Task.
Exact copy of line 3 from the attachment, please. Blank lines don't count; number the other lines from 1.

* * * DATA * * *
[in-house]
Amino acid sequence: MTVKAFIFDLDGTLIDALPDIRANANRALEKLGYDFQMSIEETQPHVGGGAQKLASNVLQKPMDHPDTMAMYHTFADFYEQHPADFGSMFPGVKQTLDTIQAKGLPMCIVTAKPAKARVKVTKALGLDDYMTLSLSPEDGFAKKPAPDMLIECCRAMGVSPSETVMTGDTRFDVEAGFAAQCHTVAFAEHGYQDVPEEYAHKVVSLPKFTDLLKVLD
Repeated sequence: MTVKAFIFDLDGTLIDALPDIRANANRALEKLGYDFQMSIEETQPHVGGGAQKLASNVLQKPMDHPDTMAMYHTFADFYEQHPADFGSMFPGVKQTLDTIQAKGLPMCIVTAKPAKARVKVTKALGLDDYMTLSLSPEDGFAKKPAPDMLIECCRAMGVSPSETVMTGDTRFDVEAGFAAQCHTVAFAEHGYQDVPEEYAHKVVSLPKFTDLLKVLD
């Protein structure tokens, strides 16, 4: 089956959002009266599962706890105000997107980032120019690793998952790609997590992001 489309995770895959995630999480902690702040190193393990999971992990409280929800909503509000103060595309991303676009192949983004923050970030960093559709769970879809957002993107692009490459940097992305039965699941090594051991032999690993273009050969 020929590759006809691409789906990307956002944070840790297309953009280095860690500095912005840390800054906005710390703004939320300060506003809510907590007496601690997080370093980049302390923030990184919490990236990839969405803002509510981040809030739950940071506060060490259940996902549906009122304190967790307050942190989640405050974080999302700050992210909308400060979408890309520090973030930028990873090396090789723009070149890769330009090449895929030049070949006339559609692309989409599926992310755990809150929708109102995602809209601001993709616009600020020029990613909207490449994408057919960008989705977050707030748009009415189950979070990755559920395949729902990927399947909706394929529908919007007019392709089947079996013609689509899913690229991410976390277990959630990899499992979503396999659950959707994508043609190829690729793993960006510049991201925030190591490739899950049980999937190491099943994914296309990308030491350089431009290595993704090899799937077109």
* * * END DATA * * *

Repeated sequence: MTVKAFIFDLDGTLIDALPDIRANANRALEKLGYDFQMSIEETQPHVGGGAQKLASNVLQKPMDHPDTMAMYHTFADFYEQHPADFGSMFPGVKQTLDTIQAKGLPMCIVTAKPAKARVKVTKALGLDDYMTLSLSPEDGFAKKPAPDMLIECCRAMGVSPSETVMTGDTRFDVEAGFAAQCHTVAFAEHGYQDVPEEYAHKVVSLPKFTDLLKVLD